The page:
What makes Newsom hard to handle is not the music itself (in fact many of these songs songs are made up of the same three-chord motif that’s just like anything on pop radio, only it’s examined and expanded in strict rhythms like one thousand nodes on a music box) or that her language is language-y. What separates Divers from other music is that it stands in ornate relief to a kind of daily discourse that relies on brevity and easy consumption. It has a dissidence toward the speed of life and the bemusement we experience on a micro level every day, the hourly frustrations of social media, the hot takes, the many thousands of memes we use to connect with each other until the next one takes hold in pop culture.
It takes courage to break this cycle, to write without reference, to sing untuned to common pitches, to inherit biblical proverbs, to interrogate ourselves deeply and without reflexivity, to encompass the past and look toward the future and not feel the stasis of the melancholic present where a toxic love of life poisons that which endures.
The greatness of Divers is that Newsom understands that the past can also crumble and toy with our lives. Empires fall, and heroes lay buried in ruins, like Ozymandius in Egypt, King Tamanend and John Purroy Mitchell in New York, and all out previous lovers. Newsom sings of so many forces at work on this album it becomes a surreal jumble. These songs rarely have something what you could call a chorus, they just have a direct momentum as if she’s piercing through this universe at light speed. Yes, everything happens so much, but where do we go to escape these things? Maybe we do need the infinity of time and space and that "unlimited simulacreage."
It is always tempting to shrink this idea, and distill it to a more common form. Part of undermining art as a form of critique is to let the world know you are a well-balanced person, both within and without the artist and her work. But doesn’t that, at the crux of life, bely the wars that we’ve fought, martial and romantic, social and personal? The music of Joanna Newsom fights the cause of letting love lapse. It is something of antediluvian proportions, of tangled verse and bouncing cadences, because sometimes great wars call for great weapons.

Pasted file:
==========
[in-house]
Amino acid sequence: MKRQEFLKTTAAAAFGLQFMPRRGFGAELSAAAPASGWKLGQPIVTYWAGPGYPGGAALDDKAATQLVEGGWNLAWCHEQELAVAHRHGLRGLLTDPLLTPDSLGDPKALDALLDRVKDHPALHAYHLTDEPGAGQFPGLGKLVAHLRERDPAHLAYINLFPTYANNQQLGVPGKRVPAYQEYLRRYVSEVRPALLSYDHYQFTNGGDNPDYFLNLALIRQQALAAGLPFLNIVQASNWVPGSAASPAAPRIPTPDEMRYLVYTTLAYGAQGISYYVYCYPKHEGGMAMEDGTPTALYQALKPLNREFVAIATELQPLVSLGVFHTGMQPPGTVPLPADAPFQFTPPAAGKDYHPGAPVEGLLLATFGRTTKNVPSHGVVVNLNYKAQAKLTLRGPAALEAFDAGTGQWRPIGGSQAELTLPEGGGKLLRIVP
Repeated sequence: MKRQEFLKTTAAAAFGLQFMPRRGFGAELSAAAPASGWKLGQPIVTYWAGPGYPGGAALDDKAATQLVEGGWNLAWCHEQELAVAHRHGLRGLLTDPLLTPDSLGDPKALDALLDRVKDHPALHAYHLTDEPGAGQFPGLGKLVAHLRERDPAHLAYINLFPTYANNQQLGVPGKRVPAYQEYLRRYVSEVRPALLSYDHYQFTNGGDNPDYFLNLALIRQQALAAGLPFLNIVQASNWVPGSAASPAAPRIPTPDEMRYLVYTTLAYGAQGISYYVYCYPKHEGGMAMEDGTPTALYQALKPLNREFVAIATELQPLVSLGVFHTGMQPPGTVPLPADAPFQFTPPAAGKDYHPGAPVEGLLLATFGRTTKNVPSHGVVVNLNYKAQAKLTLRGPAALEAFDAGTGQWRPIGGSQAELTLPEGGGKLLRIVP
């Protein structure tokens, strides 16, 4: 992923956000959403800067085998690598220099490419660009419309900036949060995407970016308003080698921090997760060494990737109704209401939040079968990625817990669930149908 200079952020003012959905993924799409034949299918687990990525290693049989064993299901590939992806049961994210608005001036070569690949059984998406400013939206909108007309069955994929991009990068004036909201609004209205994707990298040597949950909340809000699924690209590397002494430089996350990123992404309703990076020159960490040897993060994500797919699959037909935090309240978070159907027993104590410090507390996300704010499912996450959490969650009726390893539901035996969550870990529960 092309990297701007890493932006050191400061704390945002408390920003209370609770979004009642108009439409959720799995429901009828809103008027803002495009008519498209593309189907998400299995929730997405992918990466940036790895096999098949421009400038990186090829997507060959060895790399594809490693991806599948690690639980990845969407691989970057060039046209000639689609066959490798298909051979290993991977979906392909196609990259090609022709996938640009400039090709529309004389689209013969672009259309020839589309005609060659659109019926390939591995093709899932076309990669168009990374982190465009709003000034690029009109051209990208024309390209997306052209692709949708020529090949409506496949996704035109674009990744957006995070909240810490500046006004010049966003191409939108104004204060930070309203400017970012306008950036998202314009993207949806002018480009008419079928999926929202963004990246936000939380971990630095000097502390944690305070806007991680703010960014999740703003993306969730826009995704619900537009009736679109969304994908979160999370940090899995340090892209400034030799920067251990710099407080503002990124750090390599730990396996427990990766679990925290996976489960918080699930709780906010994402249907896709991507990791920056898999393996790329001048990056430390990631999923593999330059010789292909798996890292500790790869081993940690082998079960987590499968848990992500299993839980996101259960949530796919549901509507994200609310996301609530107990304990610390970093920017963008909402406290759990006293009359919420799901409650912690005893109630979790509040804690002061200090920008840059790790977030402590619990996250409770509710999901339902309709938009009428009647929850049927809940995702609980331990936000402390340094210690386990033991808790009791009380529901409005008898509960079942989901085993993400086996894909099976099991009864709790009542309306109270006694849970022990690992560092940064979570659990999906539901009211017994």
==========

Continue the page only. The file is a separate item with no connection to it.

The world is large. No, the universe is large. No, it is time that is largest. No, it is love. What could possibly be more true than this? What deeper meaning do we want out of life than to live for joy and all its scraggly hairs, and who dares try to find it in a way that is more beautiful than Joanna Newsom? It should be all of us.
Joy, this quizzical thing that Newsom has talked about since “Emily” on Ys:
We could stand for a century,
with our heads cocked,
in the broad daylight, at this thing:
landlocked in bodies that don’t keep —
dumbstruck with the sweetness of being,
till we don’t be.
This I believe above all. For every Drake lyric adapted to an Instagram photo, find these romantic facets of the world, and embrace that risk of loving something with no cachet. When you find those facets, make that place your own, wherever it is.
Divers has re-opened my ears to believe that this thing joy is an immutable force in this life, and to wrestle with it as if I were in one of those Italian paintings, with ancient marbly muscles and alabaster skin. This, now, feels right:
The moment of your greatest joy sustains:
not axe nor hammer,
can take it away, and it remains
And it pains me to say, I was wrong.
Love is not a symptom of time.
Time is just a symptom of love
and of the nullifying, defeating, negating, repeating
Joy of life.
There’s an idea that I’m paraphrasing and torturing from an essay in Dave Hickey’s excellent memoir Air Guitar that says something like we write about music in the hopes that we give credence to ourselves. What we laud as worthy also in turn makes us worthy, so that somewhere in the ether we become one with the music. That’s why I’m writing this, and this is a terrifying thing to type out: Divers gives me joy, and it makes feel joy again.